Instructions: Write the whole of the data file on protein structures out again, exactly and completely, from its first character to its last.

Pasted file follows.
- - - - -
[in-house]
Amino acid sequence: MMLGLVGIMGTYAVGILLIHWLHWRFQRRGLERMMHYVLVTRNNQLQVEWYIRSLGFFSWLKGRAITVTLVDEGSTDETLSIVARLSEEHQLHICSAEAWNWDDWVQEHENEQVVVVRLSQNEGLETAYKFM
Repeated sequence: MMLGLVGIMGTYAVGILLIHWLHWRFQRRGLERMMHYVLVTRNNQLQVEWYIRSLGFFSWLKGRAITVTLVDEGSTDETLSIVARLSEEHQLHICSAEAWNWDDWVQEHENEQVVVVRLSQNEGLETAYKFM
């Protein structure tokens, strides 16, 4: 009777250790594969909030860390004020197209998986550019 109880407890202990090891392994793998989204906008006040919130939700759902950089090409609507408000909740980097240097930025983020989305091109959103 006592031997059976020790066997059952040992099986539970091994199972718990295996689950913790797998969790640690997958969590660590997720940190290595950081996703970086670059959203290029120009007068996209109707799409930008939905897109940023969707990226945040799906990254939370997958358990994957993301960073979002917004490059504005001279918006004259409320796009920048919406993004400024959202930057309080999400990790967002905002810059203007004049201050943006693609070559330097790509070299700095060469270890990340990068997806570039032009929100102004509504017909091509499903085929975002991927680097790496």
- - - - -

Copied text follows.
[in-house]
Amino acid sequence: MMLGLVGIMGTYAVGILLIHWLHWRFQRRGLERMMHYVLVTRNNQLQVEWYIRSLGFFSWLKGRAITVTLVDEGSTDETLSIVARLSEEHQLHICSAEAWNWDDWVQEHENEQVVVVRLSQNEGLETAYKFM
Repeated sequence: MMLGLVGIMGTYAVGILLIHWLHWRFQRRGLERMMHYVLVTRNNQLQVEWYIRSLGFFSWLKGRAITVTLVDEGSTDETLSIVARLSEEHQLHICSAEAWNWDDWVQEHENEQVVVVRLSQNEGLETAYKFM
């Protein structure tokens, strides 16, 4: 009777250790594969909030860390004020197209998986550019 109880407890202990090891392994793998989204906008006040919130939700759902950089090409609507408000909740980097240097930025983020989305091109959103 006592031997059976020790066997059952040992099986539970091994199972718990295996689950913790797998969790640690997958969590660590997720940190290595950081996703970086670059959203290029120009007068996209109707799409930008939905897109940023969707990226945040799906990254939370997958358990994957993301960073979002917004490059504005001279918006004259409320796009920048919406993004400024959202930057309080999400990790967002905002810059203007004049201050943006693609070559330097790509070299700095060469270890990340990068997806570039032009929100102004509504017909091509499903085929975002991927680097790496």